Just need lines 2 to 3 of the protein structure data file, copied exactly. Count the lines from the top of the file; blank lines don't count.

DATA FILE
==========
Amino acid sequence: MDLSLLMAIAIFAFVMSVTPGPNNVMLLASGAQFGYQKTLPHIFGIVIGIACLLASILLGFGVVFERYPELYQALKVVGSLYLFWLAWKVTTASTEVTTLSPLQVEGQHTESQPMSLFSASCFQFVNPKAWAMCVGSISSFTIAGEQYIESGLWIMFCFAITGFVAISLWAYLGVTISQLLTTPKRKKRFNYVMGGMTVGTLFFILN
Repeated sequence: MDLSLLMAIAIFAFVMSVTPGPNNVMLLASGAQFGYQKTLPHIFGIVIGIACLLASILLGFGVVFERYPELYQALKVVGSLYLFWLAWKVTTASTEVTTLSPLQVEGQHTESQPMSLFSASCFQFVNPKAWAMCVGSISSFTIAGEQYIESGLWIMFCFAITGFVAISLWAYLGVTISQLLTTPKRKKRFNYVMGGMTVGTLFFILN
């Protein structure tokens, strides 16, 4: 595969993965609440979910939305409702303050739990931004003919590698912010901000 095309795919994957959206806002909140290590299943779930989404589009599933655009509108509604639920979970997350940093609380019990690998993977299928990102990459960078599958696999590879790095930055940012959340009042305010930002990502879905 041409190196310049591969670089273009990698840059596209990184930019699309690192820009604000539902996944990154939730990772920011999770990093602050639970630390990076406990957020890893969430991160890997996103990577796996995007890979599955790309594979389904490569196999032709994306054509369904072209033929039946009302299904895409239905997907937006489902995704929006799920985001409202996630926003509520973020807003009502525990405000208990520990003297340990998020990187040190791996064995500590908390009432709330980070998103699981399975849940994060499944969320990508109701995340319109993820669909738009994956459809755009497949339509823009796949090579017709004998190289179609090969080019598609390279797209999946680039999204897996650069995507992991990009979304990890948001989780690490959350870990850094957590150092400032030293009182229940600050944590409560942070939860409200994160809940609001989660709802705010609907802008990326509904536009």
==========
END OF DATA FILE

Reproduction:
Repeated sequence: MDLSLLMAIAIFAFVMSVTPGPNNVMLLASGAQFGYQKTLPHIFGIVIGIACLLASILLGFGVVFERYPELYQALKVVGSLYLFWLAWKVTTASTEVTTLSPLQVEGQHTESQPMSLFSASCFQFVNPKAWAMCVGSISSFTIAGEQYIESGLWIMFCFAITGFVAISLWAYLGVTISQLLTTPKRKKRFNYVMGGMTVGTLFFILN
């Protein structure tokens, strides 16, 4: 595969993965609440979910939305409702303050739990931004003919590698912010901000 095309795919994957959206806002909140290590299943779930989404589009599933655009509108509604639920979970997350940093609380019990690998993977299928990102990459960078599958696999590879790095930055940012959340009042305010930002990502879905 041409190196310049591969670089273009990698840059596209990184930019699309690192820009604000539902996944990154939730990772920011999770990093602050639970630390990076406990957020890893969430991160890997996103990577796996995007890979599955790309594979389904490569196999032709994306054509369904072209033929039946009302299904895409239905997907937006489902995704929006799920985001409202996630926003509520973020807003009502525990405000208990520990003297340990998020990187040190791996064995500590908390009432709330980070998103699981399975849940994060499944969320990508109701995340319109993820669909738009994956459809755009497949339509823009796949090579017709004998190289179609090969080019598609390279797209999946680039999204897996650069995507992991990009979304990890948001989780690490959350870990850094957590150092400032030293009182229940600050944590409560942070939860409200994160809940609001989660709802705010609907802008990326509904536009």